This content is provided by our sponsor. It is not written by and does not necessarily reflect the views of Education Week's editorial staff.
Sponsor
Privacy & Security Webinar
Navigating Modern Data Protection & Privacy in Education
Explore the modern landscape of data loss prevention in education and learn actionable strategies to protect sensitive data.
Content provided by  Symantec & Carahsoft

EdWeek Top School Jobs

Teacher Jobs
Search over ten thousand teaching jobs nationwide — elementary, middle, high school and more.
View Jobs
Principal Jobs
Find hundreds of jobs for principals, assistant principals, and other school leadership roles.
View Jobs
Administrator Jobs
Over a thousand district-level jobs: superintendents, directors, more.
View Jobs
Support Staff Jobs
Search thousands of jobs, from paraprofessionals to counselors and more.
View Jobs

Read Next

States How States Are Testing the Church-State Divide in Public Schools
A new order to teach the Bible in Oklahoma is the latest action to fuel debate over the presence of religion in schools.
7 min read
Image of a bible sitting on top of a school backpack.
Canva
States Lawsuit Challenges Louisiana's New Ten Commandments Law
Opponents argue that the law is a violation of separation of church and state and will isolate students.
3 min read
A copy of the Ten Commandments is posted along with other historical documents in a hallway of the Georgia Capitol, Thursday, June 20, 2024, in Atlanta. Civil liberties groups filed a lawsuit Monday, June 24, challenging Louisiana’s new law that requires the Ten Commandments to be displayed in every public school classroom.
A copy of the Ten Commandments is posted along with other historical documents in a hallway of the Georgia Capitol, Thursday, June 20, 2024, in Atlanta. Civil liberties groups filed a lawsuit Monday, June 24, challenging Louisiana’s new law that requires the Ten Commandments to be displayed in every public school classroom.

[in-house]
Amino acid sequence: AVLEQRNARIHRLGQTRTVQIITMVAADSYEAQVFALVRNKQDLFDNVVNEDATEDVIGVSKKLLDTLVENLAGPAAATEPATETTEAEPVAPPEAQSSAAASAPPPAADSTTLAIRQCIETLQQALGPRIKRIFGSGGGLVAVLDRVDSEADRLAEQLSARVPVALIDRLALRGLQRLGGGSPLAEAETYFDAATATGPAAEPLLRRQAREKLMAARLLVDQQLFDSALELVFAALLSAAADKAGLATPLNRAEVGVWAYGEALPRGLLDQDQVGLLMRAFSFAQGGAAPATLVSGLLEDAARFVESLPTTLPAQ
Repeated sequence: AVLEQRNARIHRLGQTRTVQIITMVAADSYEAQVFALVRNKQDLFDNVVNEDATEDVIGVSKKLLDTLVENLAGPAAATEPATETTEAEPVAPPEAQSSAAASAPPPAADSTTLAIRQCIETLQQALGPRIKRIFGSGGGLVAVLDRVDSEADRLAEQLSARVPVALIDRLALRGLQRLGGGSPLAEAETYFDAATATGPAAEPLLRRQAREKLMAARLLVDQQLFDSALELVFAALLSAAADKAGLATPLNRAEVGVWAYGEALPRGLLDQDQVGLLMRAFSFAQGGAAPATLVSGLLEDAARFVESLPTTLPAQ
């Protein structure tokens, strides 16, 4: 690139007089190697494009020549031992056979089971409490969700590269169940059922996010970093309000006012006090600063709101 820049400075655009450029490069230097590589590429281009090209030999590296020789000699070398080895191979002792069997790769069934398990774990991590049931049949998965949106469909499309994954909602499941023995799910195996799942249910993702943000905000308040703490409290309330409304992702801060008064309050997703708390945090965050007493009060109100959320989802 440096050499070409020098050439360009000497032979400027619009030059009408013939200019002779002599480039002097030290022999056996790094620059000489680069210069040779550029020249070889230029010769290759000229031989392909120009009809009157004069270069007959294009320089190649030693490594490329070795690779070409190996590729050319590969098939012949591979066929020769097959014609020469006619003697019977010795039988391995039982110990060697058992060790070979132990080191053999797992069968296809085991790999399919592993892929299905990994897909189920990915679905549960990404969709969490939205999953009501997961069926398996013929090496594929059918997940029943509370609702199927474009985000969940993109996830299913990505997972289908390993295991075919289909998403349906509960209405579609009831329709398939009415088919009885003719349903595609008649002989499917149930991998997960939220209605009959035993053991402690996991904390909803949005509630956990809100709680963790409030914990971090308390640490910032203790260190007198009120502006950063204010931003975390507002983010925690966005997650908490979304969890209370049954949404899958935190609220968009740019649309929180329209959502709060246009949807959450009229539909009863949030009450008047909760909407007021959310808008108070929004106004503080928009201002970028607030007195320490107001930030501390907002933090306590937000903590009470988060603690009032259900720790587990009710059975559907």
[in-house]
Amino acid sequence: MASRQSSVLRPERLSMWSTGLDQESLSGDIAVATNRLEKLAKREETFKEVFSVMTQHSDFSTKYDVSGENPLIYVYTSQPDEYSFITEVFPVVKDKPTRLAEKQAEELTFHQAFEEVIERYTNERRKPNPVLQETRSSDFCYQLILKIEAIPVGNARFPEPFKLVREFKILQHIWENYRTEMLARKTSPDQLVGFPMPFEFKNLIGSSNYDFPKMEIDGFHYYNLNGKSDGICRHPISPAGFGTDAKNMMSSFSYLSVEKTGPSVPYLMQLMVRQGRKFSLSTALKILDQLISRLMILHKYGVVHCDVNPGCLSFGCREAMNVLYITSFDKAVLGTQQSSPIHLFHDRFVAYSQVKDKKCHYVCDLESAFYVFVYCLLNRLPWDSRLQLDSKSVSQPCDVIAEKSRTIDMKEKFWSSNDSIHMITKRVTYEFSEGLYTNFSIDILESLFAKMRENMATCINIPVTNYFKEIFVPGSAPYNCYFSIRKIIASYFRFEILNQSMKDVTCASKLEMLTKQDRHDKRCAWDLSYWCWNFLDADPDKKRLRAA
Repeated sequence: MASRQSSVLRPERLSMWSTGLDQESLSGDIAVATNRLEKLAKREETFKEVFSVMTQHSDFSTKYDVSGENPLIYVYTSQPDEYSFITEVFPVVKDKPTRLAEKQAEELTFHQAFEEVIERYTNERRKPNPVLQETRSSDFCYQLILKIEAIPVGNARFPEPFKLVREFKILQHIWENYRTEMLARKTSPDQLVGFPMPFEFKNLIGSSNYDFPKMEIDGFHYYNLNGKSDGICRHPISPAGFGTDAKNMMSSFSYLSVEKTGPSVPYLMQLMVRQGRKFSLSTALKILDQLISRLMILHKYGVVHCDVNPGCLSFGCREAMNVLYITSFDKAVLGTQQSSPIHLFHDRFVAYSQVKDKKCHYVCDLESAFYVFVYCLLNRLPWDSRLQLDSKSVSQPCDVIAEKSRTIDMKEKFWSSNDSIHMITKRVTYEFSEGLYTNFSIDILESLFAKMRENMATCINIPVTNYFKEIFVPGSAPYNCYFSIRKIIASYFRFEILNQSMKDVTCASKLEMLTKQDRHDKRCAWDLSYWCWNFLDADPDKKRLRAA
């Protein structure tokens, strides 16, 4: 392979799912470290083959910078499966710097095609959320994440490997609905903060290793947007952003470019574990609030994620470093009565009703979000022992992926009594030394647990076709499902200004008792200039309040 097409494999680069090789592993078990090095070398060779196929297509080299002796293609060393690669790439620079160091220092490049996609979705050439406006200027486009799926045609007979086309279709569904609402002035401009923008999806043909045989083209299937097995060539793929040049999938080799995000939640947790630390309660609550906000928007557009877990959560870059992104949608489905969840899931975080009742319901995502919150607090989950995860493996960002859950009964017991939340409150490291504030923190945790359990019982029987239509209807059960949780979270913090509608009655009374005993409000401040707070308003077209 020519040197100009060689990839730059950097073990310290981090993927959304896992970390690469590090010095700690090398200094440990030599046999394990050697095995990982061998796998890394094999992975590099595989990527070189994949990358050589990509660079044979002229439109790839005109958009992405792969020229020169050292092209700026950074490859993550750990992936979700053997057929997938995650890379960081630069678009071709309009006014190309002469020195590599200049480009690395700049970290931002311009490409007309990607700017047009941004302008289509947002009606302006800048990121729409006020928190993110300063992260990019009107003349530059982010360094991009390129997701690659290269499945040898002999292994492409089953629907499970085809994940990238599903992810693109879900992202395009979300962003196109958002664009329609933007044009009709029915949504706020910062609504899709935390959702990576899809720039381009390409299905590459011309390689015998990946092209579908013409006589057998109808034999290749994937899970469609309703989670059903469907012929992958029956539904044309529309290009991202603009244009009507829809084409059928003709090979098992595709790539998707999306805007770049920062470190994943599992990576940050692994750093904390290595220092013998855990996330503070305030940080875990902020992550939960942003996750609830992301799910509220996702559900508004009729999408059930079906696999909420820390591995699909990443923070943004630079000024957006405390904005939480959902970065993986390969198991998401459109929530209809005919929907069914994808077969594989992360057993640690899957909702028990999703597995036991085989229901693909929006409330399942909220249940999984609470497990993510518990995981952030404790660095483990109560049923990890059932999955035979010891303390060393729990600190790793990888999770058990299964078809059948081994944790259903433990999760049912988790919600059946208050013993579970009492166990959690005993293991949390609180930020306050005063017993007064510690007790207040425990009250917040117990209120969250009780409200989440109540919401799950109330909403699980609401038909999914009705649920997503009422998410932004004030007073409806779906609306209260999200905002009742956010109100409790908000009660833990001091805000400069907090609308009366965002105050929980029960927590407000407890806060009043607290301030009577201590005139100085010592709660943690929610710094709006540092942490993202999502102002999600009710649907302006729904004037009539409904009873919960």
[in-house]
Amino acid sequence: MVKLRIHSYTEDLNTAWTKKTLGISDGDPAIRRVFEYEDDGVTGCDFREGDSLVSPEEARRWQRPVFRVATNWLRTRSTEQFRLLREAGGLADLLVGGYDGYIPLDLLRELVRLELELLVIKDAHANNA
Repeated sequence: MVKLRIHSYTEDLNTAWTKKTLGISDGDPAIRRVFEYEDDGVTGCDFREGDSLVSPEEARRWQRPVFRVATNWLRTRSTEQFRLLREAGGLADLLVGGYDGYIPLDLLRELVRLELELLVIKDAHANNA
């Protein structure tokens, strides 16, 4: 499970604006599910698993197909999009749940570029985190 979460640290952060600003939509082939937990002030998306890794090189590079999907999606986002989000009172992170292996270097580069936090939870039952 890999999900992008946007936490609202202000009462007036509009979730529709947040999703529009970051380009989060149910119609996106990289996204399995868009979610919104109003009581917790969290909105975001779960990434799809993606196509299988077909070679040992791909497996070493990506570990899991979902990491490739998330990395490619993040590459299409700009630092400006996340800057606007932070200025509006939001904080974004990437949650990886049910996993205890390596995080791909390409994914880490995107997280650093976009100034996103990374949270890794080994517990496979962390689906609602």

John Bazemore/AP
States The Surprising Contenders for State Superintendent Offices This Year
Two elections for the top education leadership job feature candidates who have never worked in public schools.
8 min read
North Dakota Superintendent of Public Instruction Kirsten Baesler announces the gathering of a task force to look into future options the state has for the assessment of students during a press conference May 8, 2015, at the state Capitol in Bismarck, N.D.
North Dakota Superintendent of Public Instruction Kirsten Baesler announces the gathering of a task force to look into future options for student assessment during a press conference May 8, 2015, in Bismarck, N.D. Baesler, the nation's longest-serving state schools chief, is running for a fourth term, facing opponents with no experience serving in public schools.
Mike McCleary/The Bismarck Tribune via AP
States Does a Ten Commandments Display in Classrooms Violate the Constitution?
Louisiana is poised to become the first state to require all schools to post the Ten Commandments in classrooms.
7 min read
Human hand holding a magnifying glass over open holy bible book of Exodus verses for Ten Commandments, top view
Marinela Malcheva/iStock/Getty